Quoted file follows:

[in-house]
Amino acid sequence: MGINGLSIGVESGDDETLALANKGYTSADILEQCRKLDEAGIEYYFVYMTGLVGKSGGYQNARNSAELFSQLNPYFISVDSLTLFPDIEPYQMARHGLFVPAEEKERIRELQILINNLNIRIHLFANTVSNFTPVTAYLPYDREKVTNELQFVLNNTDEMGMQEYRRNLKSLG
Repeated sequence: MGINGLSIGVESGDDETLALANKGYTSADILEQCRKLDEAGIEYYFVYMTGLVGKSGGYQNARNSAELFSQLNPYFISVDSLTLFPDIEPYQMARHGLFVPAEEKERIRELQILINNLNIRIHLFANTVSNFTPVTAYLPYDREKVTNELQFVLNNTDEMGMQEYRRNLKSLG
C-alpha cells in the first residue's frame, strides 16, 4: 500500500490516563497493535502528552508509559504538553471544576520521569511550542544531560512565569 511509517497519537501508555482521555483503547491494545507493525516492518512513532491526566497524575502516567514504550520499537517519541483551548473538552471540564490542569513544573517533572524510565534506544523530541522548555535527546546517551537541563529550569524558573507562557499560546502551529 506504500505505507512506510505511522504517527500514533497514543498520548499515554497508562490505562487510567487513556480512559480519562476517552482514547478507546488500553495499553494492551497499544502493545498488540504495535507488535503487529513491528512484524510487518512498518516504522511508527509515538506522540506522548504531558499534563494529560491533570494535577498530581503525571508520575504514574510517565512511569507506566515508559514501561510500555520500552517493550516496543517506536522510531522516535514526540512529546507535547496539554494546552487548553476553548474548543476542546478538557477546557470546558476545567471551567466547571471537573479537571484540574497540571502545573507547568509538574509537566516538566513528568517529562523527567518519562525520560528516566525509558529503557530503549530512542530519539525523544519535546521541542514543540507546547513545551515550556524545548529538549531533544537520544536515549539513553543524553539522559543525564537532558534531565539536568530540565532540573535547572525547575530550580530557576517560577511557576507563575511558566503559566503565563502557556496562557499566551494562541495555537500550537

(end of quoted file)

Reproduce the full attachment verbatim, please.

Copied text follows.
[in-house]
Amino acid sequence: MGINGLSIGVESGDDETLALANKGYTSADILEQCRKLDEAGIEYYFVYMTGLVGKSGGYQNARNSAELFSQLNPYFISVDSLTLFPDIEPYQMARHGLFVPAEEKERIRELQILINNLNIRIHLFANTVSNFTPVTAYLPYDREKVTNELQFVLNNTDEMGMQEYRRNLKSLG
Repeated sequence: MGINGLSIGVESGDDETLALANKGYTSADILEQCRKLDEAGIEYYFVYMTGLVGKSGGYQNARNSAELFSQLNPYFISVDSLTLFPDIEPYQMARHGLFVPAEEKERIRELQILINNLNIRIHLFANTVSNFTPVTAYLPYDREKVTNELQFVLNNTDEMGMQEYRRNLKSLG
C-alpha cells in the first residue's frame, strides 16, 4: 500500500490516563497493535502528552508509559504538553471544576520521569511550542544531560512565569 511509517497519537501508555482521555483503547491494545507493525516492518512513532491526566497524575502516567514504550520499537517519541483551548473538552471540564490542569513544573517533572524510565534506544523530541522548555535527546546517551537541563529550569524558573507562557499560546502551529 506504500505505507512506510505511522504517527500514533497514543498520548499515554497508562490505562487510567487513556480512559480519562476517552482514547478507546488500553495499553494492551497499544502493545498488540504495535507488535503487529513491528512484524510487518512498518516504522511508527509515538506522540506522548504531558499534563494529560491533570494535577498530581503525571508520575504514574510517565512511569507506566515508559514501561510500555520500552517493550516496543517506536522510531522516535514526540512529546507535547496539554494546552487548553476553548474548543476542546478538557477546557470546558476545567471551567466547571471537573479537571484540574497540571502545573507547568509538574509537566516538566513528568517529562523527567518519562525520560528516566525509558529503557530503549530512542530519539525523544519535546521541542514543540507546547513545551515550556524545548529538549531533544537520544536515549539513553543524553539522559543525564537532558534531565539536568530540565532540573535547572525547575530550580530557576517560577511557576507563575511558566503559566503565563502557556496562557499566551494562541495555537500550537